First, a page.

Would it be possible, from a legal point of view, to create a software license that would prevent someone from patenting any part of software (source code) released under that license?

I know there are some licenses, like Apache 2.0 and MPL, that void the license for licensees if they try to pursue any patent infringements against the licensor. But it is a bit different, because it still doesn't prevent someone from trying to raise a patent for the software released under that license. But the lack of licenses that would prevent that makes me think that there must be something that makes creating such a license difficult, if not impossible, because I don't believe it's only me who has got such idea in mind.

Edit: I know the software itself can't be patented, only the way the algorithm in that software resolves a specific problem. I use 'software' as a generic term because there is no way of knowing what kind of patent someone can see and can attempt to register based on that software. Say the software may be resolving a specific problem in a new way and the author may not even know about that, yet someone else, maybe knowing the domain better, may see the novelty and try to steal the idea and patent it. Is it possible to prevent that from happening only by wording the license in a specific way?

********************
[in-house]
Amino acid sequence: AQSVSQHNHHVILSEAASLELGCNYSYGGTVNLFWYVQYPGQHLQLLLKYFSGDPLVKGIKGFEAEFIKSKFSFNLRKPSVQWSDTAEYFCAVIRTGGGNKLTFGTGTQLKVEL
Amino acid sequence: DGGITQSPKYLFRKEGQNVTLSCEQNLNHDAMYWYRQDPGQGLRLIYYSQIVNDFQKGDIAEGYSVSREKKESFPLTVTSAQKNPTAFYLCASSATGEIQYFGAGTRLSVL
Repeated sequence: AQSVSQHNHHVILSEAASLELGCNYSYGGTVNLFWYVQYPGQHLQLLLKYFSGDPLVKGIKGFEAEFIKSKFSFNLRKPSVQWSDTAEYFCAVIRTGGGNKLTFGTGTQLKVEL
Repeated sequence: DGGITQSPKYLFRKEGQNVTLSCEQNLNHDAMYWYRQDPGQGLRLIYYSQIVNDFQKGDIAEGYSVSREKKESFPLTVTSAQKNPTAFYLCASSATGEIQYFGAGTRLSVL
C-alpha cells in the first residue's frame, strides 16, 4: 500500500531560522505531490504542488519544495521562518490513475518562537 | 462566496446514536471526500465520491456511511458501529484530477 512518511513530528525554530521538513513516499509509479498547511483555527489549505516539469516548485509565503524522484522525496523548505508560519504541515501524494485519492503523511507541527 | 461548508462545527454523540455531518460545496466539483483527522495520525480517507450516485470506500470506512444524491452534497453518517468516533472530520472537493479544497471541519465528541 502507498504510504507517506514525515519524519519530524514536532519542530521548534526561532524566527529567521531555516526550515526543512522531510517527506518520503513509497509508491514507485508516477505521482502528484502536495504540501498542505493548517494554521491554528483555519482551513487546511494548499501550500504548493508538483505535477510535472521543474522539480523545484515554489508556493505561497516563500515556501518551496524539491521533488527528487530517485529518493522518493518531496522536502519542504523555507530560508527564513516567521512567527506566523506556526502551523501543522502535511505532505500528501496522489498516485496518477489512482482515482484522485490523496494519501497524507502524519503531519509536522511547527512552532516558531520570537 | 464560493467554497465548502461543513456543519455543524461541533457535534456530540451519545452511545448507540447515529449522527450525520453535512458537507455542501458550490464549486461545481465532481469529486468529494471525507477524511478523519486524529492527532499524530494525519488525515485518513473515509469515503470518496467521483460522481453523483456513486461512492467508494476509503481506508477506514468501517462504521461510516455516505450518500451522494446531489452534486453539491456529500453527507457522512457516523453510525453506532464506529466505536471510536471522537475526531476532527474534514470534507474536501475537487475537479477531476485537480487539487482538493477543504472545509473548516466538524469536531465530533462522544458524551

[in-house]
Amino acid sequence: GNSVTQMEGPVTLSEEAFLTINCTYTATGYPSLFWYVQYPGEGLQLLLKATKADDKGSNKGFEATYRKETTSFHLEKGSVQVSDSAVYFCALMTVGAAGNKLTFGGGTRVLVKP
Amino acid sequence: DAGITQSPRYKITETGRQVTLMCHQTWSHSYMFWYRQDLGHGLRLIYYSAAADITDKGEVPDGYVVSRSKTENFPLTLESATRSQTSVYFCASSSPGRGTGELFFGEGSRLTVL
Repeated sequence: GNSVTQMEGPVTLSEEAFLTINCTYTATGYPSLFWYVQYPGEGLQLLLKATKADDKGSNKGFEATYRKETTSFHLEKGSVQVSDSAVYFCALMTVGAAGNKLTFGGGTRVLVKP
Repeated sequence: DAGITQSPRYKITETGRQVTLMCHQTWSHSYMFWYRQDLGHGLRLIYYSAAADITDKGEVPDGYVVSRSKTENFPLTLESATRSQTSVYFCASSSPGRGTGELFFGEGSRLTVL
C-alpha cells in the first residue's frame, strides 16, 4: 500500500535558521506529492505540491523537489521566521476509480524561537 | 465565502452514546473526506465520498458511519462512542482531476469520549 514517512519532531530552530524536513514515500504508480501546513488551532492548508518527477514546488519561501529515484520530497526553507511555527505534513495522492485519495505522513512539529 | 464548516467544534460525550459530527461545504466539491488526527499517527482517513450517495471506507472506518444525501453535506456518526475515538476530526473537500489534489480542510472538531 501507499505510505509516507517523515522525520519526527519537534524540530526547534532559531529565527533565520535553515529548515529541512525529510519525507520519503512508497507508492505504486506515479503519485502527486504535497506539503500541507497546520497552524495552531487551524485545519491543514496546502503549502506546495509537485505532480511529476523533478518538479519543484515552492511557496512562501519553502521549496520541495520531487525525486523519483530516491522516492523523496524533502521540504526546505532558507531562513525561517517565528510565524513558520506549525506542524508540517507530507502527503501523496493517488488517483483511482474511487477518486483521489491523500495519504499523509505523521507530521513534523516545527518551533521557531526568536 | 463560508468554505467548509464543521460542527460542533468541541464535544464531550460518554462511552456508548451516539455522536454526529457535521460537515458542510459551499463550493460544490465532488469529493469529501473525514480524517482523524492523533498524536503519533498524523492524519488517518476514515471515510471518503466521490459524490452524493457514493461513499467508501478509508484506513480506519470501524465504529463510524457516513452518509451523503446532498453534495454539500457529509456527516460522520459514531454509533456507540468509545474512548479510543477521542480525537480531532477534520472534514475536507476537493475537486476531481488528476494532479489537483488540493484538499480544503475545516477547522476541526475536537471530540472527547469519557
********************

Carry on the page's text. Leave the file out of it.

2 Answers 2


You can't file a patent if you aren't the inventor. So you don't have to worry about somebody else who didn't write the software, who sees the software and then tries to file a patent for some algorithm in the software. That would be patent fraud.


"Software" itself cannot be patented. The method, machine, or way it does things - can be patented. If the method is "know" via the open source licenses you mention, it may qualify as prior art and thus prevent anyone from patenting a thing that uses those components; or it may violate the terms of use of the open source software which may prohibit such patenting.

  • Yes, I know that once a patent for a specific idea in that software is filled in, someone may try to do many things to point out the lack of novelty in hope that the patent won't be granted. But that's not my question. My question was specifically why the license isn't worded in a way that would prevent that (e.g. because that's not needed, not possible, etc.).
    – Greg
    Commented Jun 14, 2013 at 14:32

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